James Cameron and Sony Pictures are in “serious” discussions about him directing Angelina Jolie in Cleopatra, an adaptation of Pulitzer-Prizer winning author Stacy Schiff’s upcoming book “Cleopatra: A Life.”
According to Deadline, Sony is fast-tracking the PG-13, 3D project based on a “brilliant” script by Brian Helgeland. Scott Rudin, the super producer behind such films as No Country for Old Men and The Social Network, bought the rights to the novel, which won’t be released until November 1.
Cameron is preparing to write Avatar 2 – he may not have a deal in place to return to Pandora yet, especially if he’s considering outside projects — and producing Guillermo del Toro’s At the Mountains of Madness and a 3D Fantastic Voyage remake.
The auteur’s typically over-budget productions and Jolie’s mega star status invokes memories of 1963′s Cleopatra starring Elizabeth Taylor, which ballooned from $2 million to $44 million and crippled 20th Century Fox. Liz’s lover at the time, Richard Burton, played Marc Anthony and Schiff hopes Sony is able to lure Brad Pitt into the role opposite Jolie. Cameron, Jolie and Pitt on the same “epic” set? What a tabloid frenzy that would become.
Here is the book’s description from Amazon.com:
Her palace shimmered with onyx, garnets, and gold, but was richer still in political and sexual intrigue. Above all else, Cleopatra was a shrewd strategist and an ingenious negotiator.
Though her life spanned fewer than forty years, it reshaped the contours of the ancient world. She was married twice, each time to a brother. She waged a brutal civil war against the first when both were teenagers. She poisoned the second. Ultimately she dispensed with an ambitious sister as well; incest and assassination were family specialties. Cleopatra appears to have had sex with only two men. They happen, however, to have been Julius Caesar and Mark Antony, among the most prominent Romans of the day. Both were married to other women. Cleopatra had a child with Caesar and–after his murder–three more with his protégé. Already she was the wealthiest ruler in the Mediterranean; the relationship with Antony confirmed her status as the most influential woman of the age. The two would together attempt to forge a new empire, in an alliance that spelled their ends. Cleopatra has lodged herself in our imaginations ever since.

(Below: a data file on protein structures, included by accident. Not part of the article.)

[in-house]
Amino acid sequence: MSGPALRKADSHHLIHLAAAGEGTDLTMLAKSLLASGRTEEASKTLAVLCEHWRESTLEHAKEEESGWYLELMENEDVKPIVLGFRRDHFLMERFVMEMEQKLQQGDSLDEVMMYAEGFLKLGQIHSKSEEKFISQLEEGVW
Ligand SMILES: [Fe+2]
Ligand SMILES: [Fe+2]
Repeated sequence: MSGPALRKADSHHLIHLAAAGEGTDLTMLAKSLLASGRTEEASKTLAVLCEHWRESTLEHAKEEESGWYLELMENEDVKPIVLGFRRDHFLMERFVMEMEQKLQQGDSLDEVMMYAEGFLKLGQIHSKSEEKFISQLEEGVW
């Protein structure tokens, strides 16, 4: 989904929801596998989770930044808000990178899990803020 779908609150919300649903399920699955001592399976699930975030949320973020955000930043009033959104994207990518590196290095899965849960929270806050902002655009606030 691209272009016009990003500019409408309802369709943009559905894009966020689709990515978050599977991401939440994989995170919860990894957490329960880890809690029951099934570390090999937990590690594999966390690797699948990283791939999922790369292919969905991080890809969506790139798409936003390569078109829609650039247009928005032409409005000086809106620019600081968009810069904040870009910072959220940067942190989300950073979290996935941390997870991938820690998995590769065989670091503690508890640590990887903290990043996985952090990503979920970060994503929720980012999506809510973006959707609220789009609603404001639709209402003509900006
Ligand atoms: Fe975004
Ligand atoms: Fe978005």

Famous long before she was notorious, Cleopatra has gone down in history for all the wrong reasons. Shakespeare and Shaw put words in her mouth. Michelangelo, Tiepolo, and Elizabeth Taylor put a face to her name. Along the way, Cleopatra’s supple personality and the drama of her circumstances have been lost. In a masterly return to the classical sources, Stacy Schiff here boldly separates fact from fiction to rescue the magnetic queen whose death ushered in a new world order. Rich in detail, epic in scope, Schiff ‘s is a luminous, deeply original reconstruction of a dazzling life.